2. By the way, I might add that the protests in Canada have largely been from Native Canadians, who are using legal remedies to assert their rights to the land a Canadian pipeline would run through.

        And so far they have been largely successful in not only the courts, but also in public opinion.

        1. LOL. Once the money starts flowing to those native Canadians for pipeline support, they will become the pipeline’s best foot soldiers. Ecotards are ever over-confident.

          1. See your comment down below about winning on Bundy ranch…the President vetoing Keystone means we won on that as well.

            You just can’t keep your points straight, cyto.

            1. the President vetoing Keystone means we won on that as well.

              Um. “Winning” is a very final term for a battle that is still ongoing. Keystone will be built. Hubris looks good on assholes like you.

              1. Its not being built so far, is it? Tell you what, let the right wing Wall Street Journal tell you all you need to know about Keystone prospects.


                1. It’s still getting built. It still makes sense to ship oil on down to refineries built to process it.

            2. President vetoing Keystone means we won on that as well.

              Among other things you did reconsider is this, as winning would mean no need to veto.

              And in case you may have forgotten, there’s an election soon. How confident are you the next individual with veto power will still be wielding it in your behalf?

              And if they don’t? What new stupid desire will you then have to support to keep that, self-entitled/better than others, smug attitude you use to deceive yourself and judge others as “lessor”?

              And as for this:

              You just can’t keep your points straight, cyto.

              Check your premises – as you are the one throwing random, nonfactual “evidence”, which others have factually questioned – of which you ignored and made more nonfactual… which were refuted… repeat.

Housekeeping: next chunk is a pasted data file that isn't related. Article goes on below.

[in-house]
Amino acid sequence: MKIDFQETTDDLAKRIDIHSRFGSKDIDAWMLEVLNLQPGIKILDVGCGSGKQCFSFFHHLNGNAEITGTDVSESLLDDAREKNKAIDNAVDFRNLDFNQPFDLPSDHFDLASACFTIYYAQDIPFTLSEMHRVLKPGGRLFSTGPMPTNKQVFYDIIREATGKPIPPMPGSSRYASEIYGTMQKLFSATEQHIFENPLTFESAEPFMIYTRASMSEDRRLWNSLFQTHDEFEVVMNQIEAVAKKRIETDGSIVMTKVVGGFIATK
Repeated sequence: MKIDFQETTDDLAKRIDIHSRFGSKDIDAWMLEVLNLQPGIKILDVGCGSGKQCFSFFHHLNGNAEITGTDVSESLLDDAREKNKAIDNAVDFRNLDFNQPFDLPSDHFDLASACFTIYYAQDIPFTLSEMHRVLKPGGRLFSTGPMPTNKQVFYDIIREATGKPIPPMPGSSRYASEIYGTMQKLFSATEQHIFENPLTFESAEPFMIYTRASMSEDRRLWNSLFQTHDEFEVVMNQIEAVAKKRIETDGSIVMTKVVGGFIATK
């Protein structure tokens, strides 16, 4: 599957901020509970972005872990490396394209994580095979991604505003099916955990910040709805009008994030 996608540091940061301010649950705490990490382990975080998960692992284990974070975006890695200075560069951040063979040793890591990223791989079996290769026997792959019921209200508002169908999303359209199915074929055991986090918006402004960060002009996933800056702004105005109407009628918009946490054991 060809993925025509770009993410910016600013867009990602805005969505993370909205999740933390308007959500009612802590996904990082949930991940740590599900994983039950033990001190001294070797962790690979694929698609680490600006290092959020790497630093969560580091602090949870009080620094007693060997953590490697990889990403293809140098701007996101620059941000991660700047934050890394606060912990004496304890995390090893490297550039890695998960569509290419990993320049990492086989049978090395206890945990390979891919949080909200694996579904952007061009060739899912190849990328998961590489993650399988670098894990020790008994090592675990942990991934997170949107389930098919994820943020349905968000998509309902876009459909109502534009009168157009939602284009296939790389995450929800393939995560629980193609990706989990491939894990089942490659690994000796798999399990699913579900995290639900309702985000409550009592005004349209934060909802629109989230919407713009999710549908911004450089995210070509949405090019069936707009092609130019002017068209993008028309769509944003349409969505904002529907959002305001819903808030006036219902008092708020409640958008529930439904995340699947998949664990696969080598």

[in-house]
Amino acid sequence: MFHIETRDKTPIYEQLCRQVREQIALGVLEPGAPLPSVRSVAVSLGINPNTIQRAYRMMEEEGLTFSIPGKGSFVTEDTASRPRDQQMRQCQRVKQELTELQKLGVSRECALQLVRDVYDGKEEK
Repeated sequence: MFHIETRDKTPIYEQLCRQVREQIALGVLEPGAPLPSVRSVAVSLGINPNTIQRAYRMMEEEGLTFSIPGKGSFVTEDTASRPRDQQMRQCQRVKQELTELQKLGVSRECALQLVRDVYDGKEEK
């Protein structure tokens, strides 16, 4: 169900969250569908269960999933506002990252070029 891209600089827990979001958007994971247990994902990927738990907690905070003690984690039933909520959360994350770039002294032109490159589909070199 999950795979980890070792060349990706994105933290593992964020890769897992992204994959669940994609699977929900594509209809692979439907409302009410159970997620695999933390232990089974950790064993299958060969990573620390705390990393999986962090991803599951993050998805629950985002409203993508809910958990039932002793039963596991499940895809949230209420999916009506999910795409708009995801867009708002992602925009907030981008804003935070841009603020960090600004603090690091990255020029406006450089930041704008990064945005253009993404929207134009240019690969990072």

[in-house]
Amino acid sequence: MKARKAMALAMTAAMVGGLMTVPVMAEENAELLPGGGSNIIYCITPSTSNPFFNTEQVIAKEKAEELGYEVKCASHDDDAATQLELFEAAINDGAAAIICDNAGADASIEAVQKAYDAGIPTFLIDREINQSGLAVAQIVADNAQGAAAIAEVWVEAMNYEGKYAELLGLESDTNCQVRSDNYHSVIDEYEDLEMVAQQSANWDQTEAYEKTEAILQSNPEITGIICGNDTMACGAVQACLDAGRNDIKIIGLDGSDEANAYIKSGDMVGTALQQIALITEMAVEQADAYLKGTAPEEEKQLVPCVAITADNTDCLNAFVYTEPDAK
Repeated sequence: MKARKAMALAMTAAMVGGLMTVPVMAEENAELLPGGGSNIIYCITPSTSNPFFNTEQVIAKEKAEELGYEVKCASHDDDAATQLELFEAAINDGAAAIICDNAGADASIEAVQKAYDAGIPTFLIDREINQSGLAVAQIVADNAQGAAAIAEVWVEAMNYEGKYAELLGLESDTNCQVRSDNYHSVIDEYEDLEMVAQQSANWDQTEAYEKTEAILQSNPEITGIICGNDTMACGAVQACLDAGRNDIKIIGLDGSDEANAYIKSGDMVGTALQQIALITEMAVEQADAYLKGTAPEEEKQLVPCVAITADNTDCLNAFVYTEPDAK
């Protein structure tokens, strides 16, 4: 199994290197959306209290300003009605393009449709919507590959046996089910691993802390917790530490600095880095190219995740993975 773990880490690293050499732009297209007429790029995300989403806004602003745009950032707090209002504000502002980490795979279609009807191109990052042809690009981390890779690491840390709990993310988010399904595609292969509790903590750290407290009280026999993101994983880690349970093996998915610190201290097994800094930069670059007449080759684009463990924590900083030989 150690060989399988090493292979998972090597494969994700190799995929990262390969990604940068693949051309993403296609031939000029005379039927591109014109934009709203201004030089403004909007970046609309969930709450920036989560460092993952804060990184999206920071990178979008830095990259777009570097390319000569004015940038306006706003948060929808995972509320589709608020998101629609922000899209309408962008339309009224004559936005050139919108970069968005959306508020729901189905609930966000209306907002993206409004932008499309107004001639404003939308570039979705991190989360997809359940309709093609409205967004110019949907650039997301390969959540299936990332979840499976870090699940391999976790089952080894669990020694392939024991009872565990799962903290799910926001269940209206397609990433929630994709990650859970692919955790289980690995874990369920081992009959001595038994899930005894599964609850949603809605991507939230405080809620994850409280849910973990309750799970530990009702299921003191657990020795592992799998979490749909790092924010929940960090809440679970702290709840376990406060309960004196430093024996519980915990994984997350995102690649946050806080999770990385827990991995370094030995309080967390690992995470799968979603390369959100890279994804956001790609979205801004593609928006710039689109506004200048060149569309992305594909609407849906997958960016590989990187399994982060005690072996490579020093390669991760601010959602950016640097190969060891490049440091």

Point being – people are trying to enlighten you. I doubt it will matter as you’ve ignored all of it successfully already. Combine this with your level of emotional investment you have in the answer and its nigh impossible.

              But if you’re strong enough, you might learn something… Assuming you pay attention and fully investigate the information being provided.

              Good luck

              1. That is right…elections matter. And there will be another one in 2016. And how confident are you the GOP will win that one? Maybe just as confident as you were that Obama would lose…not once, but twice.

                I’m all for climate being an issue raised in that election, and I’m all for Keystone getting vetoed before then. The last party to run on “drill here, drill now” (remember that one?) lost.

                And they will do so again.

                No one has refuted anything I said. But I’ll let you try, genius. Have temperatures been rising for the past 100 years? Did we just set a record for another high?

                Go ahead…show us all how much you listen, read, analyze data, and listen to science. We’re waiting.

                1. You really don’t know much about science, do you? I see that you assume that “science” is exact and that once a conclusion is obtained, then all questions are settled. But that is very far from the truth, and history verifies it. I think you read too many popular science outlets and that you lack the mathematical and scientific training to properly evaluate published results.

                  1. Haha. Good one. That’s the Libertarian argument in a nutshell. All of these scientists warning us, every single major science organization the country (there isn’t one who disagrees) saying climate change is a problem that steps need to be taken to solve it, well then, to a Libertarian they just don’t understand science. A Libertarian does.

                    Says it all my friend.

      3. By the way, funny how a small number of protestors was the cat’s meow for you on Bundy ranch.

        1. They won.

          1. Thanks for finally seeing the value of a “small” number of protestors…well done.